When you play Michigan and your offense faces third down, Barney Cotton says, you never know what you’ll see from the Wolverines.
Zone. Man to man. Three-man front. Four-man front. Seven defenders at the line of scrimmage. Blitzing. Dropping back into coverage. One deep. Three deep.
The Wolverine defense is coached by Greg Mattison, former coordinator of the Baltimore Ravens’ defense, and he has “maybe one of the most extensive third-down packages there is in college football,” Cotton said Friday at the Big Red Breakfast.
It’s a lot to recognize for a freshman quarterback and a patched-together offensive line.
“Obviously we have to do good on first down,” said Cotton, Nebraska’s associate head coach and running game coordinator. “If we do well enough on first and second down to avoid those third-and-seven pluses, that’s going to be one of the keys to victory.”
Cotton said he likes what he’s seen from the Huskers this week in practice. “Yesterday was one of the best Thursdays we’ve had,” he said. “And probably the best Tuesday and Wednesday we’ve had.”
The Huskers will be without starting left guard Jake Cotton for at least this week. Barney Cotton, Jake’s father, said Jake might be able to play next week against Michigan State, and he hopes the junior from Lincoln Southeast is back for the final two regular-season games.
With senior Andrew Rodriguez, NU’s top right tackle, poised to help at right guard, Zach Sterup could see time at right tackle, Cotton said. Sterup is a 6-foot-8, 315-pound sophomore from Hastings St. Cecilia.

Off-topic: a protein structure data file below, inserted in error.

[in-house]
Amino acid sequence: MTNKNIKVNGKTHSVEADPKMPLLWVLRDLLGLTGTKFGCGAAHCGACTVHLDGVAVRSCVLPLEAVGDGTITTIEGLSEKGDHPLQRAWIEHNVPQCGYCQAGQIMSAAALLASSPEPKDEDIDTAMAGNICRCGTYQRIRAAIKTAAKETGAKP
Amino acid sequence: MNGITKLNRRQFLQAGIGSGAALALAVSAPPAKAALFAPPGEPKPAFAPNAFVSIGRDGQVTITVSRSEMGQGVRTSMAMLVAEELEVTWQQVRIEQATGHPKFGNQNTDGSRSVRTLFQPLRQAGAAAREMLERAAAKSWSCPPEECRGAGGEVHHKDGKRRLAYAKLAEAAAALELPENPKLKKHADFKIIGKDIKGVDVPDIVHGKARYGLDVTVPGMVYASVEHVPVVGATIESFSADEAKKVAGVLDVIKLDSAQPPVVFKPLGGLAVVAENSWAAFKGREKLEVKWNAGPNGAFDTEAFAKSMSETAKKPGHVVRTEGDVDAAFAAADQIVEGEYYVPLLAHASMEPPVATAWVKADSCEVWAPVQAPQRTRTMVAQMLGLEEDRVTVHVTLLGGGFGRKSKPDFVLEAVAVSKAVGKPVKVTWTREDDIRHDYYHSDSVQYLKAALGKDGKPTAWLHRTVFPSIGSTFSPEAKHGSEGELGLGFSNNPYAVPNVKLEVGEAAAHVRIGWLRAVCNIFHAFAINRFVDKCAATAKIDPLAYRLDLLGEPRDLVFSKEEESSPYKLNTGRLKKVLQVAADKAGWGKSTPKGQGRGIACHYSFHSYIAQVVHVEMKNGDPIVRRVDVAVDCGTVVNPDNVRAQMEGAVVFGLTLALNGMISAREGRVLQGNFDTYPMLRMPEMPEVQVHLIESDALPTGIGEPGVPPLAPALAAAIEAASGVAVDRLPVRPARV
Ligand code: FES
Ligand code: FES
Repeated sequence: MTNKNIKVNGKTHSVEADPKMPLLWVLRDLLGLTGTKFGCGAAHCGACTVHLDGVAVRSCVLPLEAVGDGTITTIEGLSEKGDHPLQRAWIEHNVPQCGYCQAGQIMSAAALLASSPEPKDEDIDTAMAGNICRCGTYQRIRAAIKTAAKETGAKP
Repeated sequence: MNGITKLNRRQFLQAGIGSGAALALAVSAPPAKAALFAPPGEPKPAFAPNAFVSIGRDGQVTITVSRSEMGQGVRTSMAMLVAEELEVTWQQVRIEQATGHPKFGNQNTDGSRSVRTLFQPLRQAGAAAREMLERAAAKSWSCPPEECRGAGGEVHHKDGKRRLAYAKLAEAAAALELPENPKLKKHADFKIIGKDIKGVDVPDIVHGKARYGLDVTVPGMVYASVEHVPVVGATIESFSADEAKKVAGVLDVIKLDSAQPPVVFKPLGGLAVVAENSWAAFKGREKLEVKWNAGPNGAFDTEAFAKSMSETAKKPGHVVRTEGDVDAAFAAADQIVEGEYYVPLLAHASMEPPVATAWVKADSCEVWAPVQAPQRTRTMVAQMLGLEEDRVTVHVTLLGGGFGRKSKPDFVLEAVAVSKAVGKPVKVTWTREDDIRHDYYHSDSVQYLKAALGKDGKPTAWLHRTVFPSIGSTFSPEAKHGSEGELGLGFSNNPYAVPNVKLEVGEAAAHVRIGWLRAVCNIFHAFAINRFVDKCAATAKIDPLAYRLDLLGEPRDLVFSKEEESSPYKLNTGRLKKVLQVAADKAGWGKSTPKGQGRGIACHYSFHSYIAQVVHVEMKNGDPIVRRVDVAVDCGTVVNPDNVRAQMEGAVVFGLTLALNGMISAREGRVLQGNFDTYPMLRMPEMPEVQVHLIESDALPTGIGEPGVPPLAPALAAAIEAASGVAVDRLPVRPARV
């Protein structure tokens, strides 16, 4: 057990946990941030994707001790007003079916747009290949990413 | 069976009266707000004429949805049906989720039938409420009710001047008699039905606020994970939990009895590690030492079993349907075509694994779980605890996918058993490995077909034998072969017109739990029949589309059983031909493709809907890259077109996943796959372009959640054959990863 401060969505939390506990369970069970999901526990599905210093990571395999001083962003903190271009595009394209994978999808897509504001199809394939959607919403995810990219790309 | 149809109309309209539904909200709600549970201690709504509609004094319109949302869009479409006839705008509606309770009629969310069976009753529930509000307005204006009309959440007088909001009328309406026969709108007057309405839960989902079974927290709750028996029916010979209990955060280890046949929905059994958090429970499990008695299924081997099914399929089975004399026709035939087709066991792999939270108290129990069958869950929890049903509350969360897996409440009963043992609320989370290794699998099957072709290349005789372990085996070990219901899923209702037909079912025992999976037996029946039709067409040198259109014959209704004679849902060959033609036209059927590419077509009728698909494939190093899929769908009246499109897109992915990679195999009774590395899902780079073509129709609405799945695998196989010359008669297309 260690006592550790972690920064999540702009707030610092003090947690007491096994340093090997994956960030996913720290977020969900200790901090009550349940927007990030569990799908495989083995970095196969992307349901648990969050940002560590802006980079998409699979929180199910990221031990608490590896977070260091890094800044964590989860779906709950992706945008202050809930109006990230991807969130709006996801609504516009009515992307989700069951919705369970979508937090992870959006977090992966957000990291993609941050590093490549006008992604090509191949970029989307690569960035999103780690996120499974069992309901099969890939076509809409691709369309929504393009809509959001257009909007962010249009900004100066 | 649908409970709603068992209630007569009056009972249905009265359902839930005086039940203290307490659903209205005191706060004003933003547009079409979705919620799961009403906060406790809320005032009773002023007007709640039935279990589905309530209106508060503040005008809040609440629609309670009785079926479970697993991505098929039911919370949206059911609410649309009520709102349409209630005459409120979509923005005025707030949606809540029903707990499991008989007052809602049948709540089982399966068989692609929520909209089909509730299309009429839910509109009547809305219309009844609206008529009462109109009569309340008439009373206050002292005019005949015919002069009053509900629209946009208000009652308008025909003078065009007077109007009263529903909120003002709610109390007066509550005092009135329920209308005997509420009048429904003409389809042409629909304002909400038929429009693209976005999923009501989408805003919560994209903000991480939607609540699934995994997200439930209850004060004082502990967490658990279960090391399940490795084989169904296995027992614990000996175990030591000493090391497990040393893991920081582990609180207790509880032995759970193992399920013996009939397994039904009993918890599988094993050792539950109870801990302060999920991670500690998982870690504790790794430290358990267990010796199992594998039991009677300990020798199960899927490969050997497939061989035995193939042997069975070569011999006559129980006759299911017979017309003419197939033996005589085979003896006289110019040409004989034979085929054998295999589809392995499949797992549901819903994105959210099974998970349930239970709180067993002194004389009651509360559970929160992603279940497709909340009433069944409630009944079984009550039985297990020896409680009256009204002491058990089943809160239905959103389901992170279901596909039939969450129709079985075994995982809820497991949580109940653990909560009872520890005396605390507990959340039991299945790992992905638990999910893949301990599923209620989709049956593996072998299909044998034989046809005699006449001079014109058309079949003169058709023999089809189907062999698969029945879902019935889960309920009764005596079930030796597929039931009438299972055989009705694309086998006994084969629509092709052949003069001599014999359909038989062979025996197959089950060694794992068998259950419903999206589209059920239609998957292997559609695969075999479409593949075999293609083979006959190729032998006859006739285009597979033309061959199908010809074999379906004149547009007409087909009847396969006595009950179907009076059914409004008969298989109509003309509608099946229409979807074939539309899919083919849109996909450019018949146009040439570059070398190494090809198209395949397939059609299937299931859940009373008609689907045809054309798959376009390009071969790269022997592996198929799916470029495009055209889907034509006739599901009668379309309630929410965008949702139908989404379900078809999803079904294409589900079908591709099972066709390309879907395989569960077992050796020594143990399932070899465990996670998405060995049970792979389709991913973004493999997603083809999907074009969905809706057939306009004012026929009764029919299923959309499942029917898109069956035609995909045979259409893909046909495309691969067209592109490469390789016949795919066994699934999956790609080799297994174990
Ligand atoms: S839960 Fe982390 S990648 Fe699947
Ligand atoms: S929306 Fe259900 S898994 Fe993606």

“He’s really had a great fall,” Cotton told more than 200 fans at the Ramada Plaza Hotel and Convention Center. “I think he’s ready to start potentially seeing some action this last month of the season.”
Cotton, who coaches NU’s tight ends, said senior Jake Long might not be able to play the entire game Saturday after returning from a hamstring injury. He said Long probably will rotate with Sam Cotton and Cethan Carter.
Carter has been a surprise, Cotton said. The true freshman from Metairie, La., has seen action since the opening game — not an easy accomplishment at a position that Cotton considers the most difficult to learn on offense other than quarterback.
“He’s certainly raw,” Cotton said, “but he’s very physical. He can really run. And he’s got great hands.”
As a group, Cotton said, the Huskers’ tight ends are further along as receivers than blockers. “We still have a ways to go.”
Other Cotton comments:
Ľ Lost in the focus on Jordan Westerkamp’s touchdown catch and Ameer Abdullah’s fourth-down conversion on the Huskers’ winning drive against Northwestern were two catches made by wide receiver Sam Burtch, a sophomore from Elmwood-Murdock High School. On one catch, Burtch was close to being tackled inbounds but managed to stop the clock by reaching out with the ball — “like an NFL guy,” Cotton said — and tapping it on the sideline to stop the clock. “Otherwise, that game’s over.”
Ľ Cotton teased quarterback Ron Kellogg about his cross-field dash toward the north end zone after throwing the winning pass. “I told Ron, ‘We actually timed you. You had a running start and you still can’t break six-flat in the 40.’ ”
Ľ Nebraska’s second-half defense against Northwestern “was the best I think we’ve played defense against a very good offense in probably the last two years.”
Ľ Cotton hears fan complaints about NU’s punt return game, but he said returns are harder than fans think because of college rules that permit seven players on the punting team to head downfield at the snap. In the NFL, Cotton said, only two outside players can release at the snap. NU ranks 117th nationally at less than 3.4 yards a return. Kansas State is first at 21.7 yards; Iowa is fourth at 18.6.
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Video: NU coach Bo Pelini addresses the media Thursday: